Imagine a system where you could easily build and edit rooms and buildings online (maybe selecting them from a list of famous places, maybe building them out of photos), rooms that could be populated with discrete objects which, in turn, could be tagged with data (if we’re being wishful it could be virtual) reality, but VR isn’t a necessary requirement for a culture increasingly used to traversing and memorising rich 3D environments in games; when navigating World of Warcraft, or Skyrim for instance, many players abandon the maps for these huge expanses as they develop a sense of scale and placement of familiar landmarks (and in the case of WOW this still ably functions in relatively homogenous terrain)). Zotero enables researchers to curate articles and references into projects for easy reference, so why not have a room? You’d perform a regular Google search to find key articles, and at a click they get saved into a holding grid. After your research, go into your memory system, go to the room built for your project and create and tag objects with the relevant associated files taken from the grid. An essay on Foucault might be attached to a sculpture of a nude, or, better, The History of Sexuality could be attached to a pornographic calendar (the point of a memory palace is that the associations are memorable!), etc. etc. You could physically draw links between objects by clicking on each and having a coloured string seen to be tied between them. If specific articles seems too much then what about the plan for an essay or a book based around the arrangement of objects tied to a particular idea giving a compelling visual (and easily adjustable) display of your work in progress?  I know that when I was writing my thesis it was hard to keep everything in mind, to see the shape of the whole project, and maybe such a system, particularly if used from the start would have helped to visualise the work.

Such a palace, a room system, stored in the cloud and used regularly, would build up a history of your projects; by glancing into old rooms you could be reminded of ideas which might help for new research, to see the old connections you’d made. More interestingly this might work offline, and this might be considered the end goal, to provide you with a digitised visual guide to your thinking that would also function when the computer wasn’t there. Because you’d have built a memorable palace you’d have been training yourself to think in this historically significant way. On the train, or taking a walk, you could amble through the halls to your new work and start to think your way through, to rearrange. If a flash of insight came the next time you logged on you’d make the changes to the room until it matched your mental map and thereby further cement the connection. Maybe, after a while, eventually, you wouldn’t need to log on at all, the palace would be mentally accessible and that’s all you’d need.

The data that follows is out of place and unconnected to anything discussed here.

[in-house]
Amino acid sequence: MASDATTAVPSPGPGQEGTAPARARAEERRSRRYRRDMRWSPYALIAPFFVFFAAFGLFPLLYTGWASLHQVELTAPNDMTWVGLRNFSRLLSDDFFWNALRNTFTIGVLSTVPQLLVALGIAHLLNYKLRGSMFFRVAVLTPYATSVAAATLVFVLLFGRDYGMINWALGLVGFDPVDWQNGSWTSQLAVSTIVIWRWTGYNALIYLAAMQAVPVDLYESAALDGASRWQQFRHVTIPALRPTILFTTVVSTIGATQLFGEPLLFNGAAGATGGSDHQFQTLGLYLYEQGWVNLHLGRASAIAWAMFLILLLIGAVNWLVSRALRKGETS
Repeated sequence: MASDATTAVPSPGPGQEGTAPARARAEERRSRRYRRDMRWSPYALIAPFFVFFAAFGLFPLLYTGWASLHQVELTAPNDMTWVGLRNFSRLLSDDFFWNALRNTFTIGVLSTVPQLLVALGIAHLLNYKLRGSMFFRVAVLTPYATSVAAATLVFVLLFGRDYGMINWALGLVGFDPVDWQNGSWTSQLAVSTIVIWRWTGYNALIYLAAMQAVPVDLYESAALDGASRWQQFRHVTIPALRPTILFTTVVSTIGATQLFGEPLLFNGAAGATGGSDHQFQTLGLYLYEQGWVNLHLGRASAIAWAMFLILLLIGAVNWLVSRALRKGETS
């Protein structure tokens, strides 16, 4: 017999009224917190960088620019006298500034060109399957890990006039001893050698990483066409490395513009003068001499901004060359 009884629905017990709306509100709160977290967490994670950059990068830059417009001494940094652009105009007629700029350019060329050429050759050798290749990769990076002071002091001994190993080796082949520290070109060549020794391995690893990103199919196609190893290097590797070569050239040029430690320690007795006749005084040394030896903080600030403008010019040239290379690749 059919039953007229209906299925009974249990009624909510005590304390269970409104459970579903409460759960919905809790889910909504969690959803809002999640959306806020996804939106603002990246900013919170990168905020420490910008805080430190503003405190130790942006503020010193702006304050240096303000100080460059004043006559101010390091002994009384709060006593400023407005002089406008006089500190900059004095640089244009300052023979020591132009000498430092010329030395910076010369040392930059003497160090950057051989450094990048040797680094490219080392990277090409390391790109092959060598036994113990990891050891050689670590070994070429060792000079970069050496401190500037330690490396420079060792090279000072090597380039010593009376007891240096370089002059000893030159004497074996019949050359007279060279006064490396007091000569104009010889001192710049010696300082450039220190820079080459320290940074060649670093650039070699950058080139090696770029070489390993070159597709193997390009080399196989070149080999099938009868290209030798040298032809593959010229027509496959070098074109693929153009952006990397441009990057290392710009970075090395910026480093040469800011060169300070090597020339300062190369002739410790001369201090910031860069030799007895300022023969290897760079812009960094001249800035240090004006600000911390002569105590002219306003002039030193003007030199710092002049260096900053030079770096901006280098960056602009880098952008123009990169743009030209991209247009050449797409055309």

In a school setting where you’re still expected to learn the periodic table a 10 or 12 year old would build their first room, do their first revision. That small room might be the start of a palace which will be with them, growing, their whole lives, online and off. As their school system places continued privilege on memory in a world increasingly based on access and links the digital memory palace would sit between the two, an outsource of memory which also fosters an ancient memory technique lost to scholastic life. By making memory and access techniques available in the same space, students who’ll later become researchers could learn their most efficient and effective blend of creative techniques.

Maybe this is just a digital art project, a comment on the fate of memory. But it’s also a tool I’d love to get a chance to use.


*Update*: This could change things...